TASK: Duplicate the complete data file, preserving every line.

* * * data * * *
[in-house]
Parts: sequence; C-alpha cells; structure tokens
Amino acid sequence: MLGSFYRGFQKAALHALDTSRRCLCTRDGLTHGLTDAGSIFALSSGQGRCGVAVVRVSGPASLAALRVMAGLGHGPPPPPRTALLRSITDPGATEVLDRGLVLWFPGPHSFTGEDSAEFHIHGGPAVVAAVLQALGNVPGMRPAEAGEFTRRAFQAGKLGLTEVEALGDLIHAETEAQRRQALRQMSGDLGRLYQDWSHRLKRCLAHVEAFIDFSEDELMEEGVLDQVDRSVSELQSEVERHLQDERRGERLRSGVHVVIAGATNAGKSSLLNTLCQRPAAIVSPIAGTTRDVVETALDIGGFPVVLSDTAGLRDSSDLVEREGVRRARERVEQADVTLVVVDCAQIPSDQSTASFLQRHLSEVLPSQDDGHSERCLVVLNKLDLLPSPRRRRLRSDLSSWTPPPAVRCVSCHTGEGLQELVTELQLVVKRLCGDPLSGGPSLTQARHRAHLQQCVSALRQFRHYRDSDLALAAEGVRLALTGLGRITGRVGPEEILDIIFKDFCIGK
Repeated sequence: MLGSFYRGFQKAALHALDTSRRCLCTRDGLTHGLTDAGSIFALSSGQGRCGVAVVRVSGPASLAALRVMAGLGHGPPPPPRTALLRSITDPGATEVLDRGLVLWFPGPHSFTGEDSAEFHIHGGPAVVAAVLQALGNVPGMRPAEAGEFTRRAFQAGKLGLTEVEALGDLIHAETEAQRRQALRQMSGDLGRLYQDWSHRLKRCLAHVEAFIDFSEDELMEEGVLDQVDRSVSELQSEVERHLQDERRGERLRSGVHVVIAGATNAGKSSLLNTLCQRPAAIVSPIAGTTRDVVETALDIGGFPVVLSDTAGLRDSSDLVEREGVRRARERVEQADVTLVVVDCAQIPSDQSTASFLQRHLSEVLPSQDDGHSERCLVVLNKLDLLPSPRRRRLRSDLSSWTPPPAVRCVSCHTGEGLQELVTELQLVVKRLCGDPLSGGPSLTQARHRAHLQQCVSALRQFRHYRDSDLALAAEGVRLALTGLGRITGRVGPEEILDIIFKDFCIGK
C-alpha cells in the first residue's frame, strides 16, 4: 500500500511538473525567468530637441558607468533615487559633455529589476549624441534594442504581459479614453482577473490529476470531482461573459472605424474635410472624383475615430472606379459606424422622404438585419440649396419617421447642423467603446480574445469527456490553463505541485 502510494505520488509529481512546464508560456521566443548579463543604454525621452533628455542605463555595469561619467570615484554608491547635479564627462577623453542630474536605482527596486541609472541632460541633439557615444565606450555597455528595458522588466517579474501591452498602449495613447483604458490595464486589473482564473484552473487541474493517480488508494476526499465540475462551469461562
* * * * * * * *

[in-house]
Parts: sequence; C-alpha cells; structure tokens
Amino acid sequence: MLGSFYRGFQKAALHALDTSRRCLCTRDGLTHGLTDAGSIFALSSGQGRCGVAVVRVSGPASLAALRVMAGLGHGPPPPPRTALLRSITDPGATEVLDRGLVLWFPGPHSFTGEDSAEFHIHGGPAVVAAVLQALGNVPGMRPAEAGEFTRRAFQAGKLGLTEVEALGDLIHAETEAQRRQALRQMSGDLGRLYQDWSHRLKRCLAHVEAFIDFSEDELMEEGVLDQVDRSVSELQSEVERHLQDERRGERLRSGVHVVIAGATNAGKSSLLNTLCQRPAAIVSPIAGTTRDVVETALDIGGFPVVLSDTAGLRDSSDLVEREGVRRARERVEQADVTLVVVDCAQIPSDQSTASFLQRHLSEVLPSQDDGHSERCLVVLNKLDLLPSPRRRRLRSDLSSWTPPPAVRCVSCHTGEGLQELVTELQLVVKRLCGDPLSGGPSLTQARHRAHLQQCVSALRQFRHYRDSDLALAAEGVRLALTGLGRITGRVGPEEILDIIFKDFCIGK
Repeated sequence: MLGSFYRGFQKAALHALDTSRRCLCTRDGLTHGLTDAGSIFALSSGQGRCGVAVVRVSGPASLAALRVMAGLGHGPPPPPRTALLRSITDPGATEVLDRGLVLWFPGPHSFTGEDSAEFHIHGGPAVVAAVLQALGNVPGMRPAEAGEFTRRAFQAGKLGLTEVEALGDLIHAETEAQRRQALRQMSGDLGRLYQDWSHRLKRCLAHVEAFIDFSEDELMEEGVLDQVDRSVSELQSEVERHLQDERRGERLRSGVHVVIAGATNAGKSSLLNTLCQRPAAIVSPIAGTTRDVVETALDIGGFPVVLSDTAGLRDSSDLVEREGVRRARERVEQADVTLVVVDCAQIPSDQSTASFLQRHLSEVLPSQDDGHSERCLVVLNKLDLLPSPRRRRLRSDLSSWTPPPAVRCVSCHTGEGLQELVTELQLVVKRLCGDPLSGGPSLTQARHRAHLQQCVSALRQFRHYRDSDLALAAEGVRLALTGLGRITGRVGPEEILDIIFKDFCIGK
C-alpha cells in the first residue's frame, strides 16, 4: 500500500511538473525567468530637441558607468533615487559633455529589476549624441534594442504581459479614453482577473490529476470531482461573459472605424474635410472624383475615430472606379459606424422622404438585419440649396419617421447642423467603446480574445469527456490553463505541485 502510494505520488509529481512546464508560456521566443548579463543604454525621452533628455542605463555595469561619467570615484554608491547635479564627462577623453542630474536605482527596486541609472541632460541633439557615444565606450555597455528595458522588466517579474501591452498602449495613447483604458490595464486589473482564473484552473487541474493517480488508494476526499465540475462551469461562